Tales of a Fourth Grade Tween

Tales of a Fourth Grade Tween

I look at him, stomping around the house, being angry about whatever there is to be angry about today. Three minutes later, I watch him slip over to the sofa and sit as close to me as humanly possible without getting back in my womb. He nuzzles his head under my arm and I can feel him relax.

Things are changing.

Fourth grade is hard. Being almost ten is hard.

He’s not a teen, but he’s certainly not a baby anymore.

It’s a purgatory area, those tween years, of being immaturely mature and learning to move through life in a bigger way.

In the mornings, we fuss. He’d rather lay around and be lazy now than jump out of bed like he used to do. I can see the differences in the way he sleeps, the way he looks when he’s trying to wake up, and the way he almost needs coffee to get going in the morning.

Growing up isn’t easy.


His features are darkening. I can see the future in his eyes. The next few years will hold changes in his hormones and desires and voice… he won’t be my baby anymore. He’s already not my baby.

He and I wear the same size shoe. He’s not much shorter than I am. I get fussed at if I have to help him wash his wild and crazy hair in the shower because, “You can’t see me naked, Mom.”

These changes are inevitable.

This morning, after fussing to get up-get dressed-brush your teeth-why aren’t your teeth brushed?-get your socks and shoes on-let’s go-I said let’s go-come ON, I drove him to the path he takes to the school. I pulled over to the side of the road. Reaching over to open the door, he looked back at me.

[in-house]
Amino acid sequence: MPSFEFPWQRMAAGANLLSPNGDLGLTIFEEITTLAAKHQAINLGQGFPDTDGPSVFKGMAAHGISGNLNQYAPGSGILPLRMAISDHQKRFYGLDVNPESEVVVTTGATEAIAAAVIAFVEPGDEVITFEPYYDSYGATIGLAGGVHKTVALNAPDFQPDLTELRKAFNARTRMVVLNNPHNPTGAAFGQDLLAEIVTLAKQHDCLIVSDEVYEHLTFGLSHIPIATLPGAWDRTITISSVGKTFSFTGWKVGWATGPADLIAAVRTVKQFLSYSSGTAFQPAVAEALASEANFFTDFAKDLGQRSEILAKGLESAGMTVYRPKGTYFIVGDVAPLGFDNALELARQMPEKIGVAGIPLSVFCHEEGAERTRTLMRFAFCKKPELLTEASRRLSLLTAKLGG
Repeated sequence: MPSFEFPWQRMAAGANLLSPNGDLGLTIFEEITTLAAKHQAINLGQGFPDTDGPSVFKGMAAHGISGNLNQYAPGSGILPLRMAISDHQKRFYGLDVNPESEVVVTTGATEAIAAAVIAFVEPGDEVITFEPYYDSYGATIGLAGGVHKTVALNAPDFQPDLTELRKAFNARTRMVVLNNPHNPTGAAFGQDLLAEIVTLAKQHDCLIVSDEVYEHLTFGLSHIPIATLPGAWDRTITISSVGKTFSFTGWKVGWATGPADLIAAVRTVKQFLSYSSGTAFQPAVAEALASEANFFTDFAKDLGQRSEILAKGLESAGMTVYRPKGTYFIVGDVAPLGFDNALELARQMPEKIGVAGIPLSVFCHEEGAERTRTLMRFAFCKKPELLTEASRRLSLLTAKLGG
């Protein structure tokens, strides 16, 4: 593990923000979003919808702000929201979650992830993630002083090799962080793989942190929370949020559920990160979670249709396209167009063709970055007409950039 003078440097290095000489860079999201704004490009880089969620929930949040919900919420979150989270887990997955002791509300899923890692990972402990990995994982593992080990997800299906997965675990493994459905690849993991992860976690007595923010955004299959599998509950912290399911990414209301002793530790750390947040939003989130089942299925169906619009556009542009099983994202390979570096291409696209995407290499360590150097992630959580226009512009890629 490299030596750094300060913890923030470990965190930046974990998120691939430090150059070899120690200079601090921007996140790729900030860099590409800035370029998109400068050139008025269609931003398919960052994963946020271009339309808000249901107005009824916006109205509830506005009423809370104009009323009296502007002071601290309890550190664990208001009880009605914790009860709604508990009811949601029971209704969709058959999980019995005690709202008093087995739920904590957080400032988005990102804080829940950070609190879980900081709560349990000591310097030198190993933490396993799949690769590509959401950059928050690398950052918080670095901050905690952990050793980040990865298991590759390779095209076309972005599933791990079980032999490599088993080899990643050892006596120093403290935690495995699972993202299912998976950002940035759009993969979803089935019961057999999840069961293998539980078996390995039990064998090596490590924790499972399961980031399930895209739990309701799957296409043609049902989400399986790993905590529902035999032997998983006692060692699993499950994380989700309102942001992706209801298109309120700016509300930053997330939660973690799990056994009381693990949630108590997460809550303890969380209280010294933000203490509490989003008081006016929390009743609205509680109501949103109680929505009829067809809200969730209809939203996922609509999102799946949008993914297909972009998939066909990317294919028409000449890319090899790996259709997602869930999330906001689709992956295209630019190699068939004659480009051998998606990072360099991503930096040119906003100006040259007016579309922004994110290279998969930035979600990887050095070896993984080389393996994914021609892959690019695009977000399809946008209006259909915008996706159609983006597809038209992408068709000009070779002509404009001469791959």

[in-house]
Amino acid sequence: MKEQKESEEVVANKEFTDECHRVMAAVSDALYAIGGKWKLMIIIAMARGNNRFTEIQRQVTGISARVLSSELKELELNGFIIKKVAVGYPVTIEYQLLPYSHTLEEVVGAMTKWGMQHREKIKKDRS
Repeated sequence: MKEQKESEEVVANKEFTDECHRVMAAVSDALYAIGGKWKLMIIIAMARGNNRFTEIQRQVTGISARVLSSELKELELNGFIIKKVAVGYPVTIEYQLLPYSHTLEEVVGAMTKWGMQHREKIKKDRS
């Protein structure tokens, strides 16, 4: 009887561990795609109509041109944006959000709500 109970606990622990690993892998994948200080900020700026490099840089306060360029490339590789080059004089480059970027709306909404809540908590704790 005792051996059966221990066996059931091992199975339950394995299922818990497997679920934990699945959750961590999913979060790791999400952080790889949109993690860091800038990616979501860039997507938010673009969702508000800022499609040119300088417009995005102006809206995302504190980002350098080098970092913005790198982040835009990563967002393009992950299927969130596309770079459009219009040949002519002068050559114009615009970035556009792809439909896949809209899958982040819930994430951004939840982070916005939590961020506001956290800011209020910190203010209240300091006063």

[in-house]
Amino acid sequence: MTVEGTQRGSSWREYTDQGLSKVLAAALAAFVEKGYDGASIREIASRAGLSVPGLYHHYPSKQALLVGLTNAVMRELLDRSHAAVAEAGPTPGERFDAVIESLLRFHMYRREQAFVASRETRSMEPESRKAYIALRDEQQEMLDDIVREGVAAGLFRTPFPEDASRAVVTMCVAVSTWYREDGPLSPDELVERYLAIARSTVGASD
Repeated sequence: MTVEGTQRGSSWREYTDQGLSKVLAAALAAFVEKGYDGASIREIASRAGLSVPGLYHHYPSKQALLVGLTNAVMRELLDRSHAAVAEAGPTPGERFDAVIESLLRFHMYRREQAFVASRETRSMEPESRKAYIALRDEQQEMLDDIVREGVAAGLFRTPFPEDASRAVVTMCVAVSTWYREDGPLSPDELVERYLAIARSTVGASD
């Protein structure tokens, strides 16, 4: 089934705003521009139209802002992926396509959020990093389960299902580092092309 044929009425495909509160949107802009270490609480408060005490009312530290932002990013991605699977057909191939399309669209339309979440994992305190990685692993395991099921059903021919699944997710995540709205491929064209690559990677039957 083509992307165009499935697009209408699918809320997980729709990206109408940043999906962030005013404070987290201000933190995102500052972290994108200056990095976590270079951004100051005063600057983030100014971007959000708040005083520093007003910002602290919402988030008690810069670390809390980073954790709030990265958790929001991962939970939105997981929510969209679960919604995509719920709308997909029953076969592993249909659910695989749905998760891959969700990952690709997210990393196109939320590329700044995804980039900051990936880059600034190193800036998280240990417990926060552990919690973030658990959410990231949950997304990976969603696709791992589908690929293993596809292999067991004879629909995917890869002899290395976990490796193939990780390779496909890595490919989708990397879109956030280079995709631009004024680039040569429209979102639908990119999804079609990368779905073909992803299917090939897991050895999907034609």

“I hope you have a great day, bud.”

“Ok, mom. You, too.”

“I’ll see you this afternoon.”

He glanced quickly out the window, making sure nobody is looking, leaned in and kissed me on the cheek.

“I love you, Mom.”

“I love you, too, buddy.”

I’m aware that these days are numbered. The tales of my fourth grade tween are going to be tough – new and different. School, life, body changes, mood swings… they’re all things we’ll take day by day.

And if those days include a sly kiss on the cheek and a back rub to help him go to sleep at night, then I’ll take it.

Her Last First Day of Football Season

Her Last First Day of Football Season

Football season is here. The countdown has been on since January 6 when Auburn and Florida State faced off in an amazing final BCS National Championship Game before the new Playoff system goes into play. As the clock ticks down and the very first college kickoff is within reach, or even on the same calendar page, plans start being made. Tailgates are planned. Trips to games are scheduled. The excitement builds!